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To Review the Surrounding Neighborhood Group’s Presentation Before the January 27, 2015 meeting of the City of Raleigh Planning Commission, please click on the following link to access the Powerpoint Presentation:
To Review the Surrounding Neighborhood Group’s Presentation Before the November 25, 2014 meeting of the City of Raleigh Planning Commission, please click on the following link to access the Powerpoint Presentation:
Recent court orders bring to an end a long-running case against an elaborate scheme that deceived consumers into buying overpriced manufactured homes and agreeing to loans they couldn’t afford.
In the case against Phoenix Housing Group and W.R. Starkey Mortgage, nearly $4.3 million in refunds for consumers have been obtained and the companies worked with federal authorities who brought criminal charges against several individual defendants.
In a Prior Post on this Blog, we noted how LegalZoom quickly settled a class action UPL lawsuit litigated in Missouri federal court after LegalZoom’s motion for summary judgment on the question of whether their “decision-tree” legal document preparation software enabled the company to illegally engage in the unauthorized practice of law in the “Show-me-State.” The federal district court judge in Missouri concluded in her 31 page Order that, indeed, a reasonable jury or fact-finder could well conclude that the LegalZoom’s on-line document preparation service constituted the unauthorized practice of law which is prohibited by Missouri statutes. That got LegalZoom’s attention. Instead of proceeding to litigate further to find out what the jury or fact-finder might then conclude in the trial scheduled and which would have been held just 3 weeks later, LegalZoom chose to quickly settle, paid over $6 million dollars (including over $1 million in attorney fees), and agreed to alter the manner in which the company conducted business in Missouri thereafter.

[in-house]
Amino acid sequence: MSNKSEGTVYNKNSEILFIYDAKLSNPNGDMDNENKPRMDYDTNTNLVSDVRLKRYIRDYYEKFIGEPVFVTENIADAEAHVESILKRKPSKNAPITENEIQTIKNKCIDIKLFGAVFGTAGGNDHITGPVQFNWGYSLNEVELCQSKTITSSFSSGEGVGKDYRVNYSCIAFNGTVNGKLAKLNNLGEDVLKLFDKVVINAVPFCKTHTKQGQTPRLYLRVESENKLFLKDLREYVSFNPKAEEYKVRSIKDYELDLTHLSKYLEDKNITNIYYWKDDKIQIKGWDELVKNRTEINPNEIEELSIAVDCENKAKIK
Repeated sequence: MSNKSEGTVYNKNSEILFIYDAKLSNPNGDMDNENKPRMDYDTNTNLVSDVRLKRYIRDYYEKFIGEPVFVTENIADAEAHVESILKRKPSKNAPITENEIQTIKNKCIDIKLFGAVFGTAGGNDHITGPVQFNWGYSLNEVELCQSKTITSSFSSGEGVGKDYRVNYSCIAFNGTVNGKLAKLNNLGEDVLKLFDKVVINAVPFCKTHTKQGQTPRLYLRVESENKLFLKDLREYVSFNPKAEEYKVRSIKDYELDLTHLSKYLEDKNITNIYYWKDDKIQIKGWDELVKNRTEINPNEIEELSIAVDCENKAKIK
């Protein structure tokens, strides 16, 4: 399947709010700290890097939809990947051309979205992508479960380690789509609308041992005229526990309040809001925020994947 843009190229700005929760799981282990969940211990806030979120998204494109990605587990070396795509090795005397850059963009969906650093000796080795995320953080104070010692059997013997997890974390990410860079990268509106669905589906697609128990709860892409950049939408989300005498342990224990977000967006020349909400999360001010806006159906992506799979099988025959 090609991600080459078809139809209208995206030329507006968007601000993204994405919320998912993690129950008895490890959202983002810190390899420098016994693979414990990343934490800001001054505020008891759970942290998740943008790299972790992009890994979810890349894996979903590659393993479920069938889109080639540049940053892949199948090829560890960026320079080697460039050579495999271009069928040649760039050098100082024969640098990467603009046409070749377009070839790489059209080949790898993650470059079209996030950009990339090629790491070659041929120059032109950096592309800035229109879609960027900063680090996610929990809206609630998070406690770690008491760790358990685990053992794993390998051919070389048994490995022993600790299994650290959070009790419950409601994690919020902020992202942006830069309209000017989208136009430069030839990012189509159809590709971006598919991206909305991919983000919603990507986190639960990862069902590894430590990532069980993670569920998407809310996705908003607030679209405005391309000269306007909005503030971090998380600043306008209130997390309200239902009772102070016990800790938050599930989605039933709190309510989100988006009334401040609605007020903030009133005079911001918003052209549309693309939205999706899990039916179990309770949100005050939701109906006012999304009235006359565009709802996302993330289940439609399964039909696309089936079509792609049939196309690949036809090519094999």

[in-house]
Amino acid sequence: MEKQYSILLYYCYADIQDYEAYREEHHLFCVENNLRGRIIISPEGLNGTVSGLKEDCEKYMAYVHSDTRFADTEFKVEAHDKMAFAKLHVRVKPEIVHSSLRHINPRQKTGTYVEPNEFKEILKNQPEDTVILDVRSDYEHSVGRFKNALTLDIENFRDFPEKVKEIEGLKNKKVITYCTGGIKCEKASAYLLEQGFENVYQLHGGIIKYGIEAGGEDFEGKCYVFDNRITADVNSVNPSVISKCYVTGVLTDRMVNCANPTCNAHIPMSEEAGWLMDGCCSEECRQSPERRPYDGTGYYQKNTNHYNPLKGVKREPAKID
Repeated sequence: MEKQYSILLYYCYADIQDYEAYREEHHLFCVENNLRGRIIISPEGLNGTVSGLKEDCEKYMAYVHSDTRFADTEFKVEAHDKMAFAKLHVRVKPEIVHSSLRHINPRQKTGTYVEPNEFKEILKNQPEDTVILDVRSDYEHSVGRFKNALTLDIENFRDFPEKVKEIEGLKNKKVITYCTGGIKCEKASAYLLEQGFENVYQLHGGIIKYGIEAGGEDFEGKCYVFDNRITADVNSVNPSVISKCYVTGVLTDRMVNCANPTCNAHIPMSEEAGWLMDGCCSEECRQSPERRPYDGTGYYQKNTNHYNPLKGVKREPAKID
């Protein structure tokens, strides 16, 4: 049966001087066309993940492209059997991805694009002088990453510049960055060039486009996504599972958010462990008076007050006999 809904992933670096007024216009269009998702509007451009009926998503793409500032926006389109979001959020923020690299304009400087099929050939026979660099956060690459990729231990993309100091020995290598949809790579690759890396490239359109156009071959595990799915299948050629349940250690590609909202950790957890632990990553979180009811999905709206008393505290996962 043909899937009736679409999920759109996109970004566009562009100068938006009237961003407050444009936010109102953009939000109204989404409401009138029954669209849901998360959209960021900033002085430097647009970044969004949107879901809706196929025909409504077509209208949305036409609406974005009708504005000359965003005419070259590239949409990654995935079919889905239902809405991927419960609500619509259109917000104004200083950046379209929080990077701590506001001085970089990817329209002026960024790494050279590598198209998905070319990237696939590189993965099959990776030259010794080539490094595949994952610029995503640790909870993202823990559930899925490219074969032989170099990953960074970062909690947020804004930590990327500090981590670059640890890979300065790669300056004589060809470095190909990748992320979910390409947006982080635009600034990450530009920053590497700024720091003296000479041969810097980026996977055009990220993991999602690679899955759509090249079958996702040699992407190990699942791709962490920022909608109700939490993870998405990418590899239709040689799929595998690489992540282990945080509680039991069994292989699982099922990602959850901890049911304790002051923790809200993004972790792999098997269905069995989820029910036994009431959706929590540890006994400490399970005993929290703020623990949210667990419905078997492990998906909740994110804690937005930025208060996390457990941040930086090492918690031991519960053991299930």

Now, the “music” is starting to get much louder here in NC after the North Carolina Business Court’s recent decisions in two quite similar cases involving LegalZoom and another company named Lienguard, both of whom are each battling the same UPL issues in the same North Carolina Court, before the same NC Judge, using the same NC attorneys, in two very pitched and acrimonious battles with the North Carolina State Bar. Can LegalZoom hear the music which sings loud and clear in the holding in the recent Order and Opinion in the Lienguard case, or is LegalZoom still tone deaf to the very real possibility that a large portion of their business model is illegal under the many UPL statutes across the country, including here in North Carolina?